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When Kaoru Eguchi, deputy general manager of Nissan's Iwaki plant, saw the damage after the March earthquake, he thought the plant was finished. (Junko Kimura for The Globe and Mail/Junko Kimura for The Globe and Mail)
When Kaoru Eguchi, deputy general manager of Nissan's Iwaki plant, saw the damage after the March earthquake, he thought the plant was finished. (Junko Kimura for The Globe and Mail/Junko Kimura for The Globe and Mail)

After a year of disasters, Japan's auto sector fights back Add to ...

When he arrived at the plant the next day, he figured it was finished. The floor in the crankshaft machining shop had buckled and cracked and part of it fell 15 centimetres. Parts of the ceiling had collapsed. Overhead conveyor belts had fallen. Equipment was toppled over.

“I first thought it would not be possible to resume production in this plant any more,” Mr. Eguchi said. “I wanted to believe that it was just a dream instead of a reality.”

More than 500 kilometres away in Toyota City, Atsushi Niimi felt such a strong and lengthy sway in the 14-storey glass and steel headquarters of Toyota Motor Corp., that he thought the epicentre was nearby. Once damage reports began arriving, the Toyota executive vice-president had the same grim thought as Mr. Eguchi.

“I just gave up coming back to a normal situation this year,” Mr. Niimi said.

The damage from the strongest earthquake in Japanese history, which measured 9.0 on the Richter scale, was severe and widespread. More than 15,000 people were killed. The videos of the tsunami washing ashore and hurling fishing boats tens of kilometres inland near the port of Sendai were riveting.

The explosions at the Fukushima nuclear power plant caused power shortages that would last for months.

Millions of people were affected in less dramatic ways. Train and subway service was halted in the Tokyo area, for example, which led to some Nissan employees walking 20 kilometres or more from the company’s head office in Yokohama to get home and check on their families.

The most severe damage sustained by Honda was at a research and development facility in Tochigi, about 100 kilometres inland from the coast and southwest of Sendai. One employee at the centre, which includes a design studio, wind tunnel and crash test operation, was killed when a wall collapsed.

Yoshiharu Yamamoto, president of Honda R&D Co. Ltd., was unable to reach anyone in the facility by telephone and wanted to drive up to Tochigi from Honda R&D’s head office in Wako, northwest of Tokyo, but could not because of traffic chaos.

He managed to get his hands on a helicopter the next day. The flight revealed cars scattered haphazardly around the property.

“I always tell my people that they need to put things in order, keep them neatly,” Mr. Yamamoto said. “So I thought maybe I should go down and tell them that things need to be in order, I should scold them.”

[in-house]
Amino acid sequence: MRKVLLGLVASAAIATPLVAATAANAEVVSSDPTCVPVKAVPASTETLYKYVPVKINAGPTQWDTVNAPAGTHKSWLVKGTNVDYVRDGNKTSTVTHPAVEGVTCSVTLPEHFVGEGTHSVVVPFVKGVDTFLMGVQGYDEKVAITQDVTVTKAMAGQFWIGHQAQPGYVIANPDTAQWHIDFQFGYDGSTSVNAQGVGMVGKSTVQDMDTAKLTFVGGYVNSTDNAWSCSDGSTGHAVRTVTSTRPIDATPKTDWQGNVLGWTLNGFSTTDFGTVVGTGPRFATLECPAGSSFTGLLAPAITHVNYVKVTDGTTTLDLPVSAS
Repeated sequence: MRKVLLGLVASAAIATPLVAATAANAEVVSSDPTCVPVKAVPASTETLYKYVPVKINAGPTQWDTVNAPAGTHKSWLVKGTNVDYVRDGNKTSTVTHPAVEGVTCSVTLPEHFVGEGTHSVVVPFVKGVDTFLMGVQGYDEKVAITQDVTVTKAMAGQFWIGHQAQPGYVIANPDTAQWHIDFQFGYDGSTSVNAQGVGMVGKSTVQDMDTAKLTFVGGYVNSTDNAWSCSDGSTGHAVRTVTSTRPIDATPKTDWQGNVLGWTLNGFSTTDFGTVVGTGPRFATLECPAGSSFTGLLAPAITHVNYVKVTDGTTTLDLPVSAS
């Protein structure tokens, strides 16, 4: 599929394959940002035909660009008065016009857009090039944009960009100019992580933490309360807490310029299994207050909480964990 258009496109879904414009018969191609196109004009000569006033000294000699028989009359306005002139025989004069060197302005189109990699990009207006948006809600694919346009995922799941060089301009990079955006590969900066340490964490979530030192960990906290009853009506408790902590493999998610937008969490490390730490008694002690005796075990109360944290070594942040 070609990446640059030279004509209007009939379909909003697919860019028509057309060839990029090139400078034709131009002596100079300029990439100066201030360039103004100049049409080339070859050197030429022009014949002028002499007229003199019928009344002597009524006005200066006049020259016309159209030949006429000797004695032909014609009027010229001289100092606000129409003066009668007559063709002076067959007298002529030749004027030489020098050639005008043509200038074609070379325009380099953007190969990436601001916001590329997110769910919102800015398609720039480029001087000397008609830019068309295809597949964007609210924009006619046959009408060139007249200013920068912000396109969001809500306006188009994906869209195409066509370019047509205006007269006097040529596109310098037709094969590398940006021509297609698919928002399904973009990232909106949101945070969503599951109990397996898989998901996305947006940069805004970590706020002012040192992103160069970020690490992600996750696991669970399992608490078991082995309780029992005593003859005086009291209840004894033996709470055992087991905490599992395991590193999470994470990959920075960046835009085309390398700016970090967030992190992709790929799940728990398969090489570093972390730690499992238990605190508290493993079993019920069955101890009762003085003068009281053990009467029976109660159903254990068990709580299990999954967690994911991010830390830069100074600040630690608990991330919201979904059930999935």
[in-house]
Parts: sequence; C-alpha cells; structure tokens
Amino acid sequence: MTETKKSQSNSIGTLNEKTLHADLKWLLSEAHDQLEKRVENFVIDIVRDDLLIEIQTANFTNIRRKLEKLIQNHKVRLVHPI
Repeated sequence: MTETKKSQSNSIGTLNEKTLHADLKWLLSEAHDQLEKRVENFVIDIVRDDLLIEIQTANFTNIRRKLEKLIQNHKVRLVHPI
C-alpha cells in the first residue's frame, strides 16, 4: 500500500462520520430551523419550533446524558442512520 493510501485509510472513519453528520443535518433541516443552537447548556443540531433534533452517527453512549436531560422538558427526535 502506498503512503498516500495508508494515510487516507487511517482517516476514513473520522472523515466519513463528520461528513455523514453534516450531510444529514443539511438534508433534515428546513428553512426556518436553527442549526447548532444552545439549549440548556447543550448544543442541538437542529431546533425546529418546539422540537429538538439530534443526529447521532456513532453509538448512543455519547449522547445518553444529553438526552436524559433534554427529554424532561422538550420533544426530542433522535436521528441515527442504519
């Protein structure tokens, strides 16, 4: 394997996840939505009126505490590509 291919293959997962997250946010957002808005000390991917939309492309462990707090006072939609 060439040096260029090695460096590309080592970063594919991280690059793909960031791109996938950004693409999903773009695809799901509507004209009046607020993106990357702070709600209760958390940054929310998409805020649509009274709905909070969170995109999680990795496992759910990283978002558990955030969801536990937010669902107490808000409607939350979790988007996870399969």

When he landed, he realized the earthquake had strewn the cars about. The damage inside parts of the centre was so serious that he was not permitted to enter.

Burying the hatchet – temporarily

As damage assessments flowed in, it became clear to Mr. Yamamoto, Mr. Niimi and other senior executives among Japan’s Big Three that while the effects on their own plants were less severe than they originally feared, they could not get critical information from suppliers.

Soon after the quake, Mr. Niimi told Toyota’s chief executive officer, Akio Toyoda, that looming production shutdowns caused by the disaster would eliminate 2 million vehicles in 2011 or nearly one-quarter of the auto maker’s global output.

By Monday, March 14, parts shortages were multiplying and assembly plants had to be closed. What made it worse was that communicating with suppliers by telephone was virtually impossible and all the auto makers were trying on their own to reach parts makers, said Toshiyuki Shiga, chief operating officer of Nissan, in an interview at the company’s headquarters in Yokohama.

That’s when the auto makers went back to a concept known as genchi genbutsu, which roughly translated means: Go and see what the cause of problems is. Don’t rely on second-hand reports.

It’s one of the key doctrines espoused by legendary Japanese manufacturing guru Taiichi Ohno, credited as the father of the Toyota production system that has become the gold standard for how to run assembly lines.

Putting that principle into practice, Toyota sent 150 people to 200 sites in the earthquake zone to find out what was happening, Mr. Niimi said.

Those people were designated as leaders and were given a great deal of authority.

“If the leader required a person do a job, we just dispatched those people,” he said. “If we couldn’t find a capable person located in Toyota, we just found a capable person outside Toyota and dispatched them. If the leader told us we needed material, we just purchased that material.”

Japanese people are noted for their teamwork, Nissan’s Mr. Shiga said, but in this case it extended across the industry. He called Mr. Toyoda, Honda president Takanobu Ito and others to convince them that it would be easier to find out what was happening at suppliers if the industry acted as one group through the Japan Automobile Manufacturers Association.

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